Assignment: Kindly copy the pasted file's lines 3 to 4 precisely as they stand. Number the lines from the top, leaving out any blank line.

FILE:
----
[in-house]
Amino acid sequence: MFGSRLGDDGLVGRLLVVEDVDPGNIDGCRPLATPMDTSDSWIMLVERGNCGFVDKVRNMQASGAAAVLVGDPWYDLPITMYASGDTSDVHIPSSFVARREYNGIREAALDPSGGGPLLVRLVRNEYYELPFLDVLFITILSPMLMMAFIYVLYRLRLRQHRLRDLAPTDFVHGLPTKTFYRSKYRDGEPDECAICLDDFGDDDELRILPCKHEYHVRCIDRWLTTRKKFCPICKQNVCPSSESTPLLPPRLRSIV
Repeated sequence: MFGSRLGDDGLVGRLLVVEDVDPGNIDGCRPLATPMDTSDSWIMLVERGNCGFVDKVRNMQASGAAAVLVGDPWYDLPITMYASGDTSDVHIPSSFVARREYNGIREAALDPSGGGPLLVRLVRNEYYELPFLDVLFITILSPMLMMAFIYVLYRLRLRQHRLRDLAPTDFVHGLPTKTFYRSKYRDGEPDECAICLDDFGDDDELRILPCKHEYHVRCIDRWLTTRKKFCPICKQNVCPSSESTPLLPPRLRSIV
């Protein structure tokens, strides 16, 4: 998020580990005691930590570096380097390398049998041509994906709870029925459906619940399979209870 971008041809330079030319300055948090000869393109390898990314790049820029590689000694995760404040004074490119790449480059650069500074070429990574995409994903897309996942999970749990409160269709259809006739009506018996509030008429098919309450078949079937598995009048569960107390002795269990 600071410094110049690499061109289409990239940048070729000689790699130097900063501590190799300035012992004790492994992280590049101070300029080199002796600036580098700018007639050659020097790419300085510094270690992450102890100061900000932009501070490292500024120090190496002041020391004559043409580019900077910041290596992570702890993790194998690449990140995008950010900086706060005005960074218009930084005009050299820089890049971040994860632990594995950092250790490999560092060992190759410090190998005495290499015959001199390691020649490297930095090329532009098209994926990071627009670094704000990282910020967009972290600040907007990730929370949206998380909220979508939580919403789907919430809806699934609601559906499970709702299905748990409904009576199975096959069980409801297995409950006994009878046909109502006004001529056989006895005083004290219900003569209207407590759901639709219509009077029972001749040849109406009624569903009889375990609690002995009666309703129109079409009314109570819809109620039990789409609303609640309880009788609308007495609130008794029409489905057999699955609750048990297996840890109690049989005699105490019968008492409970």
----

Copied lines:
Repeated sequence: MFGSRLGDDGLVGRLLVVEDVDPGNIDGCRPLATPMDTSDSWIMLVERGNCGFVDKVRNMQASGAAAVLVGDPWYDLPITMYASGDTSDVHIPSSFVARREYNGIREAALDPSGGGPLLVRLVRNEYYELPFLDVLFITILSPMLMMAFIYVLYRLRLRQHRLRDLAPTDFVHGLPTKTFYRSKYRDGEPDECAICLDDFGDDDELRILPCKHEYHVRCIDRWLTTRKKFCPICKQNVCPSSESTPLLPPRLRSIV
């Protein structure tokens, strides 16, 4: 998020580990005691930590570096380097390398049998041509994906709870029925459906619940399979209870 971008041809330079030319300055948090000869393109390898990314790049820029590689000694995760404040004074490119790449480059650069500074070429990574995409994903897309996942999970749990409160269709259809006739009506018996509030008429098919309450078949079937598995009048569960107390002795269990 600071410094110049690499061109289409990239940048070729000689790699130097900063501590190799300035012992004790492994992280590049101070300029080199002796600036580098700018007639050659020097790419300085510094270690992450102890100061900000932009501070490292500024120090190496002041020391004559043409580019900077910041290596992570702890993790194998690449990140995008950010900086706060005005960074218009930084005009050299820089890049971040994860632990594995950092250790490999560092060992190759410090190998005495290499015959001199390691020649490297930095090329532009098209994926990071627009670094704000990282910020967009972290600040907007990730929370949206998380909220979508939580919403789907919430809806699934609601559906499970709702299905748990409904009576199975096959069980409801297995409950006994009878046909109502006004001529056989006895005083004290219900003569209207407590759901639709219509009077029972001749040849109406009624569903009889375990609690002995009666309703129109079409009314109570819809109620039990789409609303609640309880009788609308007495609130008794029409489905057999699955609750048990297996840890109690049989005699105490019968008492409970």